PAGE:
Sunday, September 9, 2012

Voter choice and polarization

Mitt Romney is desperately trying to make the election a referendum on the economy.  Whenever possible, he is refusing to give any details about his plans, choosing instead to focus on poor current conditions.  He and his running mate today both refused to answer direct questions about which tax deductions they would eliminate to pay for their promised income tax rate cuts.  They can (maybe) get away with this because, thanks to our voting system, there are only two options perceived as viable, so all one side has to do is damage the other side so badly that they win by default.  Republicans have dedicated the last 4 years to this purpose.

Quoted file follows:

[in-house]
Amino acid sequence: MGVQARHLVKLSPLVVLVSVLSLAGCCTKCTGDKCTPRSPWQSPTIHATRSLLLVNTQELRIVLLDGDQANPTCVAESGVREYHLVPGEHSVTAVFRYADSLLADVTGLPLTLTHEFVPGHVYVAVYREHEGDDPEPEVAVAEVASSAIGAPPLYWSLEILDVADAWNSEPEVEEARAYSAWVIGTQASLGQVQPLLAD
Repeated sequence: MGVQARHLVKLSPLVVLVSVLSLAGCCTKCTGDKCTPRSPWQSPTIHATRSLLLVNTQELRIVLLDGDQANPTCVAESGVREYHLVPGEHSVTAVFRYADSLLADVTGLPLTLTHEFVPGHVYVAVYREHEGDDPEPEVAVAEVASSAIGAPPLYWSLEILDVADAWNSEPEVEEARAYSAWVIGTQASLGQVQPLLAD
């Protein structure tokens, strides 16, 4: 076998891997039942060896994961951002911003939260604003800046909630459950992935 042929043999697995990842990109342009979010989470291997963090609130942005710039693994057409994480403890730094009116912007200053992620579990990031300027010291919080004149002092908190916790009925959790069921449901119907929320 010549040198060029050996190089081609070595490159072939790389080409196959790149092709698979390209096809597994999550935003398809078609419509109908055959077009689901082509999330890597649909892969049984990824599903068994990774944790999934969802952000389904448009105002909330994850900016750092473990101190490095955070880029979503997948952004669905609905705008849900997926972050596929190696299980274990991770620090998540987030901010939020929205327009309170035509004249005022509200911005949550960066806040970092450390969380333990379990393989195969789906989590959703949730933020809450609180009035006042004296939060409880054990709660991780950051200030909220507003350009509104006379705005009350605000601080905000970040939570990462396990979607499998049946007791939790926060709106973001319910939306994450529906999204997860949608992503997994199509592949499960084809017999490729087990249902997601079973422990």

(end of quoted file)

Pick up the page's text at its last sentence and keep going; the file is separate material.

If we were to switch to a system which encourages multiple parties, this destructive, all-negative strategy would be impossible.  Devoting one's resources to tearing down one opponent doesn't work when there are more than one alternative available.  In a theoretical race between Romney, Obama and Candidate X, Romney could spend all the time he likes tearing down Obama, but he would then have to be specific about why he's better than Candidate X.  With even more parties, negative campaigning becomes less and less effective and presenting one's own vision becomes the only real option.

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